is a common expression that utilizes the potential form of the verb 言（い）う ‘to say’, to highlight that it is possible for something to be said. This phrase is often used to express a general idea about something that the speaker believes to be correct. と言（い）える
translates as ‘it is fair to say (A)’, or ‘one could say (A)’.
As the 格助詞（かくじょし） (case marking particle) と is being used in its 引用（いんよう） (citation) use, と言（い）える
may follow any direct phrase/statement.
It is fair to say that this ceremony is part of Japan's culture.
One could say that the building over there is the tallest building in Japan.
と言（い）える is regularly seen paired with grammar patterns like だろう
, or でしょう
. This makes the overall statement more friendly, by considering the listener's thoughts about the issue being presented. と言（い）えるだろう
can simply be translated as ‘can we not say (A)?’, or ‘(A) can be said, right?’.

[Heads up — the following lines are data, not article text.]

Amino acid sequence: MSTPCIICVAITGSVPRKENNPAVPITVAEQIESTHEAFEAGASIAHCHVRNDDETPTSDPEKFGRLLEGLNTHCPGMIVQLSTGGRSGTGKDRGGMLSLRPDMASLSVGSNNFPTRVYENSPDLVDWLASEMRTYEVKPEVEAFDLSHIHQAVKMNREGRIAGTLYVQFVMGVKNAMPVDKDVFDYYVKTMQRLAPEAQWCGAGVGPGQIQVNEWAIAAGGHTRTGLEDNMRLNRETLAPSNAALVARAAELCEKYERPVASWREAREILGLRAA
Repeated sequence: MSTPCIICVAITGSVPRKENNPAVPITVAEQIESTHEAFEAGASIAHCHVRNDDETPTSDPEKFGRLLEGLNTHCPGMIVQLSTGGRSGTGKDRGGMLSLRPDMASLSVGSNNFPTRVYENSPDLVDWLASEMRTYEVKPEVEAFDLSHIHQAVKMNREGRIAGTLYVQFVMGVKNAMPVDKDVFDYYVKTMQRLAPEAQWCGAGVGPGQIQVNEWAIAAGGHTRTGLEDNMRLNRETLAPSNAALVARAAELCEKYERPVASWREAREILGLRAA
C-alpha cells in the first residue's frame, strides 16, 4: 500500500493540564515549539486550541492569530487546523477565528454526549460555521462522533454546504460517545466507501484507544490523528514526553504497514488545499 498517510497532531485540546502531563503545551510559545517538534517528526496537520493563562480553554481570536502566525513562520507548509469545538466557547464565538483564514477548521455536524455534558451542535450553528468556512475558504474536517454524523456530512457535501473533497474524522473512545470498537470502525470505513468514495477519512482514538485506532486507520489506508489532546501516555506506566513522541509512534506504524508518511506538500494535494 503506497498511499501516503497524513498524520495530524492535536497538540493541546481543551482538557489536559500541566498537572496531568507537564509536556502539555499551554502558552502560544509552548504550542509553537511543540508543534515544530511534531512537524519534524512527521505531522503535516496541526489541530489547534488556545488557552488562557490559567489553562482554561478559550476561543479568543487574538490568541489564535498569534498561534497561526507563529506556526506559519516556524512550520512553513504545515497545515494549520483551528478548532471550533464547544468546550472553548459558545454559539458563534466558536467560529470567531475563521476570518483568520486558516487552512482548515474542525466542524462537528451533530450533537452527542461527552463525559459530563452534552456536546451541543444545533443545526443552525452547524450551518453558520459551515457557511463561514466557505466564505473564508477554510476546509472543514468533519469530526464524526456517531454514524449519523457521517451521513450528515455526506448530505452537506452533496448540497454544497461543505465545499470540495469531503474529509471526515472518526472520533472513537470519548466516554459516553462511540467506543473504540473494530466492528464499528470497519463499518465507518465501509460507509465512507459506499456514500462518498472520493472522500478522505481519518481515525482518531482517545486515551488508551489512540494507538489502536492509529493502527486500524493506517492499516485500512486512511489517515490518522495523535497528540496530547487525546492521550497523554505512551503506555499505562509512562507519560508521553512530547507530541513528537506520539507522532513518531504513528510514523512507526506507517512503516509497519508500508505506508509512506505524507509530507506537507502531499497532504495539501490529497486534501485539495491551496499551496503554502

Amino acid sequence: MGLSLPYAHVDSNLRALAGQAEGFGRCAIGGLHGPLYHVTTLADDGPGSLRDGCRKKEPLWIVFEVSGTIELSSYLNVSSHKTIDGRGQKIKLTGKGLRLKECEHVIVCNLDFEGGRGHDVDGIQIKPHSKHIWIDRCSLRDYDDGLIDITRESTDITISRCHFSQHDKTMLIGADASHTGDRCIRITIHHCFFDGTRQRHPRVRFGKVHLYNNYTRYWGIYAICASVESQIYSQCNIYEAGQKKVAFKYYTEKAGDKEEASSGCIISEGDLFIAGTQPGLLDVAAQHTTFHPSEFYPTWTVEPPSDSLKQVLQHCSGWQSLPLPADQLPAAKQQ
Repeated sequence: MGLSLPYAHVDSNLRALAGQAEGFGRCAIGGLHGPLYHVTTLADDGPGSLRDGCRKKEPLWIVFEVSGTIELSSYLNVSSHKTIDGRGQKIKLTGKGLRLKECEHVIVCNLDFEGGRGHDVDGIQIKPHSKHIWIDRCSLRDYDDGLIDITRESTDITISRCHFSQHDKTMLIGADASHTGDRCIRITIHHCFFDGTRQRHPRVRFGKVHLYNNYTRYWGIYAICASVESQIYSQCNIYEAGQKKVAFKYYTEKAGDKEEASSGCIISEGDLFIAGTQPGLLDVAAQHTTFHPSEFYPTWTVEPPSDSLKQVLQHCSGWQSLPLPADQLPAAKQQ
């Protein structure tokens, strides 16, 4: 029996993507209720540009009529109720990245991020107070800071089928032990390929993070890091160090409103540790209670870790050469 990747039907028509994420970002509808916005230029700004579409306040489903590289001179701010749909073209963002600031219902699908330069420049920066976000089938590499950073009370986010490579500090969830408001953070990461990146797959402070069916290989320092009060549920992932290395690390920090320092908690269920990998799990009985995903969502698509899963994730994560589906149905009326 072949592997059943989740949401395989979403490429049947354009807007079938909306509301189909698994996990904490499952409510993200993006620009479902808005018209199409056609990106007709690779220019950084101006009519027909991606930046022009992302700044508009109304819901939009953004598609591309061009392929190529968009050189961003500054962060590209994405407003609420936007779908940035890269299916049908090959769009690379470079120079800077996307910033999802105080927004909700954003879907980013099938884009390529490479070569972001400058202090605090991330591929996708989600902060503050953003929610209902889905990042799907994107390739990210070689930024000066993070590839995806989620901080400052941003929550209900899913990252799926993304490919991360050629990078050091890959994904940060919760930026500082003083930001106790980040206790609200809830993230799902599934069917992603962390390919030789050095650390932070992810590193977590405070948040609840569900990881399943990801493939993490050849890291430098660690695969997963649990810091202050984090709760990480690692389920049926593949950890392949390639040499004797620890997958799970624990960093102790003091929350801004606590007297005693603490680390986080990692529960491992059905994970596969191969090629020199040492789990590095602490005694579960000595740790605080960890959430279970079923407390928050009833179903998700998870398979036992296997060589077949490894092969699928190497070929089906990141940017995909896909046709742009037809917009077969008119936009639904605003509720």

We could say that this plan was a success, right?
Can it not be said that Tanaka is an athlete loved by everyone in the country?
When the potential form of 言（い）う is linked with the 助動詞（じょどうし） (auxiliary verb) よう, it creates a much stronger phrase that is similar to ‘let it be said that (A)’.
Let it be said that looking at your phone while someone is talking to you is rude. (Anyone would say this, so don’t make me say it to you)
The speaker is usually relatively confident about their statement when using と言（い）える, but the usage of a form that expresses conjecture shows that they are open to the possibility of being wrong, thus softening the tone.